let students fail

Why parents and teachers should let students fail

If you talk to enough entrepreneurs, they will tell you (often repeatedly), that they have learned to fail (‘and fail fast’), and that failure has taught them more than success. It’s almost as if that failure is the point of what they do, rather than an obstacle on the way.

Allowing for the exaggerated nature of this reverence for failure, this isn’t a life lesson that school kids get. Failure remains something that isn’t tolerated in schools. Failure is not seen as inevitable, failure is the doorway to punishment.

Parents Letting Students Fail

Now, parents will be grouching that they don’t want failure for their nippers, and this isn’t to say that schools should encourage new ways for pupils to knack up and should encourage them to get low marks in exams and fail to deliver homework. But do schools look at failure in a healthy way? Or even at different levels of progress?

Everyone learns at different paces, but throughout school life pupils are ranked on their progressions in relation to each other, not in terms of their own improvement and learning ‘journey’. And in that way, schools punish those who meander on their way to mastery, teaching them life lessons about work and experience that they will never come across again.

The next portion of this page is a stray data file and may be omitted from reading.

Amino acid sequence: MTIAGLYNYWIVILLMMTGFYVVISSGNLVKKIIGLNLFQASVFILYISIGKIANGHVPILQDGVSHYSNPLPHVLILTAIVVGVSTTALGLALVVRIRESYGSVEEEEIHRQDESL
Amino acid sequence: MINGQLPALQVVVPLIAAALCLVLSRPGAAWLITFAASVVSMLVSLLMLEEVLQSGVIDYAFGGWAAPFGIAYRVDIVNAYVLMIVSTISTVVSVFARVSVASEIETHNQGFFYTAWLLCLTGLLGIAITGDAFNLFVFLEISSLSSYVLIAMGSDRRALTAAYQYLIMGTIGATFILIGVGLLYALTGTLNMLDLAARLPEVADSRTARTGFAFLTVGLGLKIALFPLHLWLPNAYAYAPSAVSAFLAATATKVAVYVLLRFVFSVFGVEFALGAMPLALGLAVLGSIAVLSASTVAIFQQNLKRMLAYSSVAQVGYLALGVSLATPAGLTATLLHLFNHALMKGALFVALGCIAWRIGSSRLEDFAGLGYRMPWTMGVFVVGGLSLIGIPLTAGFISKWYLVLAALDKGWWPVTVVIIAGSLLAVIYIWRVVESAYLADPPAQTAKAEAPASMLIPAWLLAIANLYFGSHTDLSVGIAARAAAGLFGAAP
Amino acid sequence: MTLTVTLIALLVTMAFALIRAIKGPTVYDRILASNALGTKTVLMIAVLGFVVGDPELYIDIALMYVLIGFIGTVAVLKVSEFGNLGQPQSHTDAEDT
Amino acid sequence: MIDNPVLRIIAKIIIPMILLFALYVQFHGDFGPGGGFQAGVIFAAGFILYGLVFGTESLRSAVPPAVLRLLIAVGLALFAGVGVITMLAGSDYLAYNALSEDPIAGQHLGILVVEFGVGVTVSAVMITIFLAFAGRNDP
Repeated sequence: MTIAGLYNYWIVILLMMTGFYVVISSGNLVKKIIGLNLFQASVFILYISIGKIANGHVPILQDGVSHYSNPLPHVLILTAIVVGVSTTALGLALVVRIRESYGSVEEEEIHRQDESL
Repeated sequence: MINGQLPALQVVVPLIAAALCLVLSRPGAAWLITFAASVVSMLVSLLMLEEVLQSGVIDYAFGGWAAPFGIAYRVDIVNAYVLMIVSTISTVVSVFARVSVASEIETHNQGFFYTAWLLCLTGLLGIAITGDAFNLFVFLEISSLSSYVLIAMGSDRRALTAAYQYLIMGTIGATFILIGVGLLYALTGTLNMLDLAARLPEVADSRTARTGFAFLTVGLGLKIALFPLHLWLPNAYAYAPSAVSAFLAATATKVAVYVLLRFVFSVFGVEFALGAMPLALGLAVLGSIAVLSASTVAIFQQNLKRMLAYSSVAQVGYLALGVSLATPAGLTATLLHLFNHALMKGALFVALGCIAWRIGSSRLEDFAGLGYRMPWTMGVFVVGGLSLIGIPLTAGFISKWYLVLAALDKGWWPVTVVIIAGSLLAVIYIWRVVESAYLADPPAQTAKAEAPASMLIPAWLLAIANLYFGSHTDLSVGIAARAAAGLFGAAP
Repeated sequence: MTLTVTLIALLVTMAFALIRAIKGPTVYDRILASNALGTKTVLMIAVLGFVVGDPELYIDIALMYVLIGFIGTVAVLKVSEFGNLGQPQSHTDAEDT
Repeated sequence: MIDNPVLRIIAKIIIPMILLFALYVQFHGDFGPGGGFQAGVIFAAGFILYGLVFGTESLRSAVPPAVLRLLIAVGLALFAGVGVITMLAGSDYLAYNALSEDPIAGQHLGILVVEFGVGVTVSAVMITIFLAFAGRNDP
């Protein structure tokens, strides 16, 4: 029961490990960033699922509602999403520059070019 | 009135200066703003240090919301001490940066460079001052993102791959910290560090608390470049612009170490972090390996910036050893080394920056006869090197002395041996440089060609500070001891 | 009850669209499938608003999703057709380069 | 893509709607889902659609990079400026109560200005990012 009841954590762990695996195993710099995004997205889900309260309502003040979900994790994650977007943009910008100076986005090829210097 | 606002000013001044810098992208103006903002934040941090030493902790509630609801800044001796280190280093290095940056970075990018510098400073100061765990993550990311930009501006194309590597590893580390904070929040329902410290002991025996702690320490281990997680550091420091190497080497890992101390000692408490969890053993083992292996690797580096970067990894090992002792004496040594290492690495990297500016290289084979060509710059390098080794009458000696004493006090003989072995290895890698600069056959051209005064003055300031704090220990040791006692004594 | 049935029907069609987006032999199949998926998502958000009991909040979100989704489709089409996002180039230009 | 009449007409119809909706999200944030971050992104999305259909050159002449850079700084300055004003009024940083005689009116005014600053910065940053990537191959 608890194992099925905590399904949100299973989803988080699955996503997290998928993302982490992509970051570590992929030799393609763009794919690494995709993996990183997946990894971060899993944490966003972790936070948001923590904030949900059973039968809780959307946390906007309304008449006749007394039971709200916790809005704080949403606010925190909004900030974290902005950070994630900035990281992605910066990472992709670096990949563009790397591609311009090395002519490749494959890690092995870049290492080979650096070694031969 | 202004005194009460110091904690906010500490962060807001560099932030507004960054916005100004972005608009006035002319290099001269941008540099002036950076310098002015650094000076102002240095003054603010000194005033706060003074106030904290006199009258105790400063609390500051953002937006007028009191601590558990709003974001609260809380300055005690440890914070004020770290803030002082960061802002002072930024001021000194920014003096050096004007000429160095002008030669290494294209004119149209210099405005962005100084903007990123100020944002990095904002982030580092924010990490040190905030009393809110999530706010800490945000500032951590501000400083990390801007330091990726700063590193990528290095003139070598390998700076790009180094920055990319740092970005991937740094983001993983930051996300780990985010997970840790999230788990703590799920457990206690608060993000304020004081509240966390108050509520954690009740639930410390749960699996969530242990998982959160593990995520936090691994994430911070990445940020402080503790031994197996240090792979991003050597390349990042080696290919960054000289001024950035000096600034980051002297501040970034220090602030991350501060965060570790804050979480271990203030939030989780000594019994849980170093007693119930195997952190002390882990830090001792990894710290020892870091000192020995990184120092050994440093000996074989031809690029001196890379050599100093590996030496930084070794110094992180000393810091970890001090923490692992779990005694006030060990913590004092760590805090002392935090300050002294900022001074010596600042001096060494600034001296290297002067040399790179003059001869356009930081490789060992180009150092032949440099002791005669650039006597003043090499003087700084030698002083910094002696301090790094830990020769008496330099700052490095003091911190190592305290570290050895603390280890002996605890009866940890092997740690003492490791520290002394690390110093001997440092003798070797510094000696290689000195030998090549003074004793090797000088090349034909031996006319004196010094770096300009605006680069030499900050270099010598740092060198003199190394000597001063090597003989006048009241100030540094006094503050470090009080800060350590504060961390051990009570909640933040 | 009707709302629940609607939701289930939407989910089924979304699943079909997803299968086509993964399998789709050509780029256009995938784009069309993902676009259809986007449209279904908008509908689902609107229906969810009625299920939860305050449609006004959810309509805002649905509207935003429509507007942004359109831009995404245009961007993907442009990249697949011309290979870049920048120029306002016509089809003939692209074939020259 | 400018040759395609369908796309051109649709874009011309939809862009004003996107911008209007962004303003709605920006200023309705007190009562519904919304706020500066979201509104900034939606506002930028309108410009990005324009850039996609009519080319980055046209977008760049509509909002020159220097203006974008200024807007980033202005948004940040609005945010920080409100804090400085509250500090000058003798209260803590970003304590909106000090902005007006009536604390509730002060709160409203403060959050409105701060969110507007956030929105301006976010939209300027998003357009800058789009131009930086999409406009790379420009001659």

So, while a pupil may face the wrath of a teacher for failing to understand a maths concept on the first pass, any employer worth their salt would show a bit of patience, invest time in the employee.

Students And The Workplace

Quite simply, hierarchy and punishment, the keystones of the pupil/teacher relationship are not represented in the workplace any more, not since the 19th century factory model faded from our economies. If school is meant to prepare people for the work environment, then schools need to reflect modern work environments – different paces of progress, specialisation and flatter management models, as well as a wider range of skills.

Not hierarchy and single points of authority.

The failure to embrace failure is, of course, another sign of that failing.

Written by Jimmy Leach

Jimmy Leach is a digital consultant, working with clients in the UK, USA and UAE. And places which spell out their names properly too.

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